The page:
A First Course in Mathematical Analysis
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|Format: ||Paperback, 468 pages, 2nd Revised edition Edition|
|Other Information: ||Illustrated|
|Published In: ||United Kingdom, 17 August 2006|
Mathematical Analysis (often called Advanced Calculus) is generally found by students to be one of their hardest courses in Mathematics. This text uses the so-called sequential approach to continuity, differentiability and integration to make it easier to understand the subject.Topics that are generally glossed over in the standard Calculus courses are given careful study here. For example, what exactly is a 'continuous' function� And how exactly can one give a careful definition of 'integral'� The latter question is often one of the mysterious points in a Calculus course - and it is quite difficult to give a rigorous treatment of integration! The text has a large number of diagrams and helpful margin notes; and uses many graded examples and exercises, often with complete solutions, to guide students through the tricky points. It is suitable for self-study or use in parallel with a standard University course on the subject.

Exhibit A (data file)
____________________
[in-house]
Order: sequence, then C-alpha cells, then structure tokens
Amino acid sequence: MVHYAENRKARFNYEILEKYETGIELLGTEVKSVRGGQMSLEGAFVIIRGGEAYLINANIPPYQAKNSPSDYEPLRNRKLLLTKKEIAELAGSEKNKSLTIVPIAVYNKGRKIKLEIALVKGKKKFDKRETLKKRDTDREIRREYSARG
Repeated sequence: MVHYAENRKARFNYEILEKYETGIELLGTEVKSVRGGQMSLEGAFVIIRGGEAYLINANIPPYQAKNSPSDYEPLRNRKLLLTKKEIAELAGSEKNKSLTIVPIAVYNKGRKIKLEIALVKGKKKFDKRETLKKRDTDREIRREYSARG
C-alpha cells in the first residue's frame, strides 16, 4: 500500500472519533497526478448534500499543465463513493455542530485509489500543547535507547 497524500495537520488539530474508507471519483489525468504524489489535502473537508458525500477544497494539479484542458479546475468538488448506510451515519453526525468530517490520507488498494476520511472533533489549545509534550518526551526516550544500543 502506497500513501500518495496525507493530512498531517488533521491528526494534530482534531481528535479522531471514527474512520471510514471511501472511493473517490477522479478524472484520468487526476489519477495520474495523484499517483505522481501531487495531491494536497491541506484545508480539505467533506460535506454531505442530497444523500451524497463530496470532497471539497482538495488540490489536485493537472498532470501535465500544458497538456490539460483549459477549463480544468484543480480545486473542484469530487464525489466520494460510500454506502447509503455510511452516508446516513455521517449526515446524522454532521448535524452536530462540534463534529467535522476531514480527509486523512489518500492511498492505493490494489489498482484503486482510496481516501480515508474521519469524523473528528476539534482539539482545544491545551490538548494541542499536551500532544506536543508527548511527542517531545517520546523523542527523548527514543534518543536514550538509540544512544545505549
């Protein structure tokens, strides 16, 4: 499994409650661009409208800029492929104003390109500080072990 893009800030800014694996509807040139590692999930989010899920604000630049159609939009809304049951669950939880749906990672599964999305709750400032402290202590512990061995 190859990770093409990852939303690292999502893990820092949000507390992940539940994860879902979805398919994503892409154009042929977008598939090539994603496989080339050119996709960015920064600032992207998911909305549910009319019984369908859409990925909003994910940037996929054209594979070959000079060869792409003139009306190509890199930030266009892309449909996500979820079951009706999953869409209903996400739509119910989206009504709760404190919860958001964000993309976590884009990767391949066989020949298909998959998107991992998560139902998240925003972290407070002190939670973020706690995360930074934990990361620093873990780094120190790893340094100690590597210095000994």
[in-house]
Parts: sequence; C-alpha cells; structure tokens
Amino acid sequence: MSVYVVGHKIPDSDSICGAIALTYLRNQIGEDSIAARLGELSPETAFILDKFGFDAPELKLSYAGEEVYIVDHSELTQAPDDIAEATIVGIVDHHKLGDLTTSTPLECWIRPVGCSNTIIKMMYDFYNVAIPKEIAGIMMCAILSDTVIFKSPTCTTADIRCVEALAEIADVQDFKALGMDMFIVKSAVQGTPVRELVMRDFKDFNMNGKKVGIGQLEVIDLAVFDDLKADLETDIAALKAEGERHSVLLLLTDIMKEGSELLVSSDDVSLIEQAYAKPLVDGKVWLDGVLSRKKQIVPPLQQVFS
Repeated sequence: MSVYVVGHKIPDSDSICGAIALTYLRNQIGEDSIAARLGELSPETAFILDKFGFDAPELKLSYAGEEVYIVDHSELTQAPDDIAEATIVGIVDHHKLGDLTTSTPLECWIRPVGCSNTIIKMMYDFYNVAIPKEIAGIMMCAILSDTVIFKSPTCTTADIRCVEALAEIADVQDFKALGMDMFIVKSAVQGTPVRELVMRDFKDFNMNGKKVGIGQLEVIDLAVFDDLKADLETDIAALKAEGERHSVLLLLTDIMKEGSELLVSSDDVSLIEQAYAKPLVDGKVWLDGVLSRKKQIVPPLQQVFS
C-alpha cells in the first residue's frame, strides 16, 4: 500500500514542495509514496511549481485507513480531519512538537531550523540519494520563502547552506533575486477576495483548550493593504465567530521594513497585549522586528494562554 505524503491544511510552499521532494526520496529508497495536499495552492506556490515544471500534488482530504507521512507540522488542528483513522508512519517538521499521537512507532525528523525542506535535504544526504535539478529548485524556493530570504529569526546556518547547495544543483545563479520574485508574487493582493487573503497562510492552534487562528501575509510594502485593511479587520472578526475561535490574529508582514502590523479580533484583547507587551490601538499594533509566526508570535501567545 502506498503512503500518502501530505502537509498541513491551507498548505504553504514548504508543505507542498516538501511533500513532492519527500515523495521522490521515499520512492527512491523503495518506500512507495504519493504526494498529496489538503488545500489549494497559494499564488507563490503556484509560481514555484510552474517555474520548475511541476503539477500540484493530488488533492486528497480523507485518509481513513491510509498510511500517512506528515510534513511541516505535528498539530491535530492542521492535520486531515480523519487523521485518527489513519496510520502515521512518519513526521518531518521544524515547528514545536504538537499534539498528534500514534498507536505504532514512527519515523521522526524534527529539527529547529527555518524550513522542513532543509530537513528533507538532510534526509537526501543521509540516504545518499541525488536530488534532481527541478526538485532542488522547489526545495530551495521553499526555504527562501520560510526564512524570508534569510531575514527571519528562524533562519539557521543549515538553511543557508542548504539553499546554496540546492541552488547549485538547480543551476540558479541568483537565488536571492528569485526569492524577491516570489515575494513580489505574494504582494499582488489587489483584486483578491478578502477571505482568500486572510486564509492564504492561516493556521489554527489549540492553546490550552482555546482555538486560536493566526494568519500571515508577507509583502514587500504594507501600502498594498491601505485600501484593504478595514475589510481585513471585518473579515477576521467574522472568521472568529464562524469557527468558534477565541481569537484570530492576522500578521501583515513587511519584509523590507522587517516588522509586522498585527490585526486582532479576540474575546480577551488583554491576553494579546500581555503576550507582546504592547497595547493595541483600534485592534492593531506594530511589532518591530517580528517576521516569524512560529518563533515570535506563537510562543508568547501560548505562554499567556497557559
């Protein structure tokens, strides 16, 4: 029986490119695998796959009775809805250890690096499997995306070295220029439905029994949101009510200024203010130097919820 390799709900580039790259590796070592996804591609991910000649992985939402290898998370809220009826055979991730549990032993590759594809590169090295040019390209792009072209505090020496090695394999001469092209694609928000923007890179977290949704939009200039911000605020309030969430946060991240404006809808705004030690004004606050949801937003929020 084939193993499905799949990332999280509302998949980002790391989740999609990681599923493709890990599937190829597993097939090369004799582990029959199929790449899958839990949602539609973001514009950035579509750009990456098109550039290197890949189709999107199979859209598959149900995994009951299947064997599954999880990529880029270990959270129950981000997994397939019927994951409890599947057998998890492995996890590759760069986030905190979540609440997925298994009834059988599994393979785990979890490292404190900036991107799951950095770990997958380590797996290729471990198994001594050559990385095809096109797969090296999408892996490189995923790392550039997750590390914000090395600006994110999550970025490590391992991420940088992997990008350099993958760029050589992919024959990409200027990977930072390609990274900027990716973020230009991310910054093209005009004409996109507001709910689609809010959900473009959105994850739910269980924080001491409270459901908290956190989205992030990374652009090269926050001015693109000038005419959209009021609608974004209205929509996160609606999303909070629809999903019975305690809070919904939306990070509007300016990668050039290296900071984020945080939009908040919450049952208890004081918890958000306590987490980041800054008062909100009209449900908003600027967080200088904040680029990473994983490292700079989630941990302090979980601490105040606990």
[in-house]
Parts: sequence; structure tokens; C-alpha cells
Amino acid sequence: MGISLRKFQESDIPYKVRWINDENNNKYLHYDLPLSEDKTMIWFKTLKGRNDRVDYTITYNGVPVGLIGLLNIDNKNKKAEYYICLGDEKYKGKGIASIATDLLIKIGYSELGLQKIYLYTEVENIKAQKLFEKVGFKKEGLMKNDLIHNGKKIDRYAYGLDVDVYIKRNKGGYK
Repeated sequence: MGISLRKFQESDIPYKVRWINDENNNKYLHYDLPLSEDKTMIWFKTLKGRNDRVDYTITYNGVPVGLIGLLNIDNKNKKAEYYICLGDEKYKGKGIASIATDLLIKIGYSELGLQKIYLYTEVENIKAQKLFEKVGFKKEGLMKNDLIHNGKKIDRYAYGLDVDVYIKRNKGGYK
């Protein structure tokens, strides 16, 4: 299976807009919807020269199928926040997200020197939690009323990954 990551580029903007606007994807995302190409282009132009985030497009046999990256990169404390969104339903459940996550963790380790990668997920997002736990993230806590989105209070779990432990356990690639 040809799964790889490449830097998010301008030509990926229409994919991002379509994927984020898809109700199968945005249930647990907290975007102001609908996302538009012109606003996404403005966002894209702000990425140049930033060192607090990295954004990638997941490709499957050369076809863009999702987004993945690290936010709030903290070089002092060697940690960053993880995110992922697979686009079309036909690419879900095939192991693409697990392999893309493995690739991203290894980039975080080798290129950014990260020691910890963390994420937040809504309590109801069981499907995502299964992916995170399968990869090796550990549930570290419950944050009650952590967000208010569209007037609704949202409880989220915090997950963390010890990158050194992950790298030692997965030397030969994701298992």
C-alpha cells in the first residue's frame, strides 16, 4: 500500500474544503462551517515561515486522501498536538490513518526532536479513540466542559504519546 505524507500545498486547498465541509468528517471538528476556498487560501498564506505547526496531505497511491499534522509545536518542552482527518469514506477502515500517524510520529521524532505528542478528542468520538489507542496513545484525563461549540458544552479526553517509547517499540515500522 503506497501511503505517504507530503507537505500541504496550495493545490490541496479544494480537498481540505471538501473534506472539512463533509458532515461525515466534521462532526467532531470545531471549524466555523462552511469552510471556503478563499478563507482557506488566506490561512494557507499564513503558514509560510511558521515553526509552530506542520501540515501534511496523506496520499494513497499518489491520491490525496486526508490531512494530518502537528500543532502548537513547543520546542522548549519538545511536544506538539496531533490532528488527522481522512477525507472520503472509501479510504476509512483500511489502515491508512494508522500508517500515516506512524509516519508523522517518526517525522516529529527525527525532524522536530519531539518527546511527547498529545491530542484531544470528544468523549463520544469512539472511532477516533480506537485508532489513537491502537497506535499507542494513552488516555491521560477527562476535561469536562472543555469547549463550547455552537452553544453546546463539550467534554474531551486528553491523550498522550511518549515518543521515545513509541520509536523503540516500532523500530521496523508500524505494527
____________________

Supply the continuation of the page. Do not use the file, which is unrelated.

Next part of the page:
Table of Contents
Preface; Introduction: calculus and analysis; 1. Numbers; 2. Sequences; 3. Series; 4. Continuity; 5. Limits and continuity; 6. Differentiation; 7. Integration; 8. Power series; Appendix 1. Sets, functions and proofs; Appendix 2. Standard derivatives and primitives; Appendix 3. The first 1,000 decimal places of the square root of 2, e and pi; Appendix 4. Solutions to the problems; Index.
About the Author
David Brannan is Professor, Dean and Director of Studies of the Maths & Computing Faculty at the Open University
Cambridge University Press|
24.6 x 18.9 x 2.4 centimetres (0.91 kg) |